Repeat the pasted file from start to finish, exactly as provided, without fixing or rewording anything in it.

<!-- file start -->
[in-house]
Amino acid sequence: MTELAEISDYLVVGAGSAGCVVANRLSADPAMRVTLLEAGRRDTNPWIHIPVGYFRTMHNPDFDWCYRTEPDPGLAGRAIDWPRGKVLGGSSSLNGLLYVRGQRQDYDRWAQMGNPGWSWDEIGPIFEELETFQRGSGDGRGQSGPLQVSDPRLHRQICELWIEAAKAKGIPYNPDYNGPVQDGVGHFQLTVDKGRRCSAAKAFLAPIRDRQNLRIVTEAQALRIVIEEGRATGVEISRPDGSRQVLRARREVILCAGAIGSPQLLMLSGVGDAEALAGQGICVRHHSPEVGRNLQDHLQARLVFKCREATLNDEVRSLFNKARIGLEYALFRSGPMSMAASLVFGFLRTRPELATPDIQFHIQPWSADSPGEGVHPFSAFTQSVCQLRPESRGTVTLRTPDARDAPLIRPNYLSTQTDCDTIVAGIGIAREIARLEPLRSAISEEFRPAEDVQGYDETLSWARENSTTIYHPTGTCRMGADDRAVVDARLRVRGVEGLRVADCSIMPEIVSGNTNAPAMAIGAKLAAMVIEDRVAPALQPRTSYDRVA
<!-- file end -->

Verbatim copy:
[in-house]
Amino acid sequence: MTELAEISDYLVVGAGSAGCVVANRLSADPAMRVTLLEAGRRDTNPWIHIPVGYFRTMHNPDFDWCYRTEPDPGLAGRAIDWPRGKVLGGSSSLNGLLYVRGQRQDYDRWAQMGNPGWSWDEIGPIFEELETFQRGSGDGRGQSGPLQVSDPRLHRQICELWIEAAKAKGIPYNPDYNGPVQDGVGHFQLTVDKGRRCSAAKAFLAPIRDRQNLRIVTEAQALRIVIEEGRATGVEISRPDGSRQVLRARREVILCAGAIGSPQLLMLSGVGDAEALAGQGICVRHHSPEVGRNLQDHLQARLVFKCREATLNDEVRSLFNKARIGLEYALFRSGPMSMAASLVFGFLRTRPELATPDIQFHIQPWSADSPGEGVHPFSAFTQSVCQLRPESRGTVTLRTPDARDAPLIRPNYLSTQTDCDTIVAGIGIAREIARLEPLRSAISEEFRPAEDVQGYDETLSWARENSTTIYHPTGTCRMGADDRAVVDARLRVRGVEGLRVADCSIMPEIVSGNTNAPAMAIGAKLAAMVIEDRVAPALQPRTSYDRVA